To Photoshop, or not to Photoshop, that is the question. Both the question and the answer aren’t as simple they may seem at face value. In essence, the question asks whether it’s acceptable to manipulate a photo in any way. I think every answer is a matter of personal opinion based upon individual ethical standards. More about that at the end of this post. For now, let’s look a specific case.
A recent blog post entitled Unusual viewpoints featured two photos of a female Halloween Pennant dragonfly (Celithemis eponina) spotted in a field located near Dogue Creek at Huntley Meadows Park. Before I published the post, I considered using Photoshop to remove some distracting elements in one of the photos; I decided to publish the photo “as is.”
The cluster of grasses in the lower-right corner of the photograph reminds me of exploding fireworks. Go figure! Point being, I think the grass cluster detracts from the photograph more than it contributes. The more I looked at the photo, the more I knew the distracting elements had to go.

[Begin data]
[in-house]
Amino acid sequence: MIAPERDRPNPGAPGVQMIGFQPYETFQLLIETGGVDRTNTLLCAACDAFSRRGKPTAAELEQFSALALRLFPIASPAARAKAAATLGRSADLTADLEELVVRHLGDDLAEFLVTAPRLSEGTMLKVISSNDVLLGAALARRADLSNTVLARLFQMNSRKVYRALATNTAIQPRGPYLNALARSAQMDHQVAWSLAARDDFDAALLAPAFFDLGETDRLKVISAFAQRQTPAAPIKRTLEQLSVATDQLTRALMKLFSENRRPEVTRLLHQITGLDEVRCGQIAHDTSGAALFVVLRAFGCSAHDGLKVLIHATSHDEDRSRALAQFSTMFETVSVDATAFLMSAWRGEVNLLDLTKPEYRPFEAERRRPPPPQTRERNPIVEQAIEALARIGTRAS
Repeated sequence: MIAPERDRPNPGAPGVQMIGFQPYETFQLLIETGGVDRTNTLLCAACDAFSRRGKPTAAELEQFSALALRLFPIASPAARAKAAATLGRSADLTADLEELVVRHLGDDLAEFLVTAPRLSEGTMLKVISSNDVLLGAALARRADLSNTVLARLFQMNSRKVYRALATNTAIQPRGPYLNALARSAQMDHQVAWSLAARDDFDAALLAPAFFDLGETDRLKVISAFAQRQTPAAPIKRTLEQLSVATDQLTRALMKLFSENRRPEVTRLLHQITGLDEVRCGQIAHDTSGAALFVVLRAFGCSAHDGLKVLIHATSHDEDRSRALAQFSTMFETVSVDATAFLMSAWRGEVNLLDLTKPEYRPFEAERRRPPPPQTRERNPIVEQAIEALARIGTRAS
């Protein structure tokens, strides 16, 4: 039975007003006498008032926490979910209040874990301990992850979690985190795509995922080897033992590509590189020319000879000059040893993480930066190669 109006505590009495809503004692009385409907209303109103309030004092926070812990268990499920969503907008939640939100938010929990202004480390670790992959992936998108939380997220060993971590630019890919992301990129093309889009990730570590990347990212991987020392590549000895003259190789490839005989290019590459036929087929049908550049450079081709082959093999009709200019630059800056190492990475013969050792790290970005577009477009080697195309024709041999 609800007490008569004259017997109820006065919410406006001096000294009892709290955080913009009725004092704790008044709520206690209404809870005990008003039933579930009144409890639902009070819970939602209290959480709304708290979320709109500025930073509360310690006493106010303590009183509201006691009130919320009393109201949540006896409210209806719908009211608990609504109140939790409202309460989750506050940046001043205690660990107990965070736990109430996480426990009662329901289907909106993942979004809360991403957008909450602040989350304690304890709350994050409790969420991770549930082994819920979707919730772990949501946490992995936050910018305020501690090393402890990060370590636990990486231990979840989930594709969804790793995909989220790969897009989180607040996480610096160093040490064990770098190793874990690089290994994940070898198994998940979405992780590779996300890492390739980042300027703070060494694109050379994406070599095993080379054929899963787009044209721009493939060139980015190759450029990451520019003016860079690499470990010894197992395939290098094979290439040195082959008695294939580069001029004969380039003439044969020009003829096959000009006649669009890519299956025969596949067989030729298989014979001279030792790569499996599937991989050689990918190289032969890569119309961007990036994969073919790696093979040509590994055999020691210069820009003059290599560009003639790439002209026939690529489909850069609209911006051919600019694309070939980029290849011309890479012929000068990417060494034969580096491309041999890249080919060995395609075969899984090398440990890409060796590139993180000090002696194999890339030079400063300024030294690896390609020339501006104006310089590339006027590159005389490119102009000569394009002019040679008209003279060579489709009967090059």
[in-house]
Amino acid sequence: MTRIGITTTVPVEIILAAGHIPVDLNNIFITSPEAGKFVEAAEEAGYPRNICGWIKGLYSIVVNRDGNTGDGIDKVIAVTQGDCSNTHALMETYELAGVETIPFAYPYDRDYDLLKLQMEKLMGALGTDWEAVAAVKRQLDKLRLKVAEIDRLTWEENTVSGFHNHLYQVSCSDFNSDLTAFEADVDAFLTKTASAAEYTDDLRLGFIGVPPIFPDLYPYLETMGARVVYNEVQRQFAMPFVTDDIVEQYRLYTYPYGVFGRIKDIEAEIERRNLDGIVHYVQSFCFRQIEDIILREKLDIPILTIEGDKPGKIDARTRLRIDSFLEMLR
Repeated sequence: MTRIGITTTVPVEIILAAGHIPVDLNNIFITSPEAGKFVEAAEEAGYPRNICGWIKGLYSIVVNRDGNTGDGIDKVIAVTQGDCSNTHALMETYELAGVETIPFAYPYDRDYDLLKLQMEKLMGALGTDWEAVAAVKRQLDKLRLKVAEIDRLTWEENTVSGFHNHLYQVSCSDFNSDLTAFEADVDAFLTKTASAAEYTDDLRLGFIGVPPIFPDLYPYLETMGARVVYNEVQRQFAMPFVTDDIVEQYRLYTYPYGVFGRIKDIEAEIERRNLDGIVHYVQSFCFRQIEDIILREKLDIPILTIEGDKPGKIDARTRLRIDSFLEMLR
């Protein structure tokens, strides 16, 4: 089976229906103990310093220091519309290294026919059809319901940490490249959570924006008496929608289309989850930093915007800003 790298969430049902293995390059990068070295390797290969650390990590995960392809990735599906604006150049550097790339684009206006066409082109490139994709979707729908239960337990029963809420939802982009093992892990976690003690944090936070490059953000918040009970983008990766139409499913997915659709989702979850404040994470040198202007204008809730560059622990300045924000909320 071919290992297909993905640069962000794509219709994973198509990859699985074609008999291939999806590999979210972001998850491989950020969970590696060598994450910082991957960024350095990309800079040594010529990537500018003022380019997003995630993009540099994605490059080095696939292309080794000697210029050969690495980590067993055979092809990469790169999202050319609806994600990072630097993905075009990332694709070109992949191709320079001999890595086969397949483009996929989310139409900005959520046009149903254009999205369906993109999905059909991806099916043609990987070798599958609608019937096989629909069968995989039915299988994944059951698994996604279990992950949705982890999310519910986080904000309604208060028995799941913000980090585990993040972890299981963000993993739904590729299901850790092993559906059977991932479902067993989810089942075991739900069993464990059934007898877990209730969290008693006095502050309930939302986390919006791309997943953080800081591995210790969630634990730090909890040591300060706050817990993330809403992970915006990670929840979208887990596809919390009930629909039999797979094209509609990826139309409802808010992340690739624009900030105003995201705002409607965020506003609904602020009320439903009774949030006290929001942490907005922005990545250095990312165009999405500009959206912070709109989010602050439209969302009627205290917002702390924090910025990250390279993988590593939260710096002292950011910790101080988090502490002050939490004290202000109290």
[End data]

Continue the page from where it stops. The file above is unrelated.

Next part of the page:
So I did what needed to be done: the distracting elements were removed; the image was reformatted to a 2 x 3 aspect ratio, a better fit for the Photoshopped version of the photo.
Back to the ethical question posed at the beginning of this post. Here’s how I rationalize removing the distracting elements. When shooting photos in the field, who among us hasn’t either moved or removed a blade of grass, etc. for better composition? If I had three arms and thought I could have moved the grass cluster without spooking the dragonfly, then I would have done it. Essentially that’s all I did, only I did it during post-processing. And more importantly, I did nothing to alter the dragonfly itself.
Is it OK to straighten and crop a photo? Is it OK to adjust white balance, exposure, color, contrast, etc.? Is it OK to reduce noise and sharpen images? Most photographers would answer “Yes, yes, yes!” In my opinion, Photoshop is just another tool in a photographer’s toolbox, albeit one used best with some restraint.
In the interest of full disclosure, whenever “Photoshop” is listed among the categories for one of my photoblog posts, then the reader knows Photoshop is one of the tools used during the creative process.
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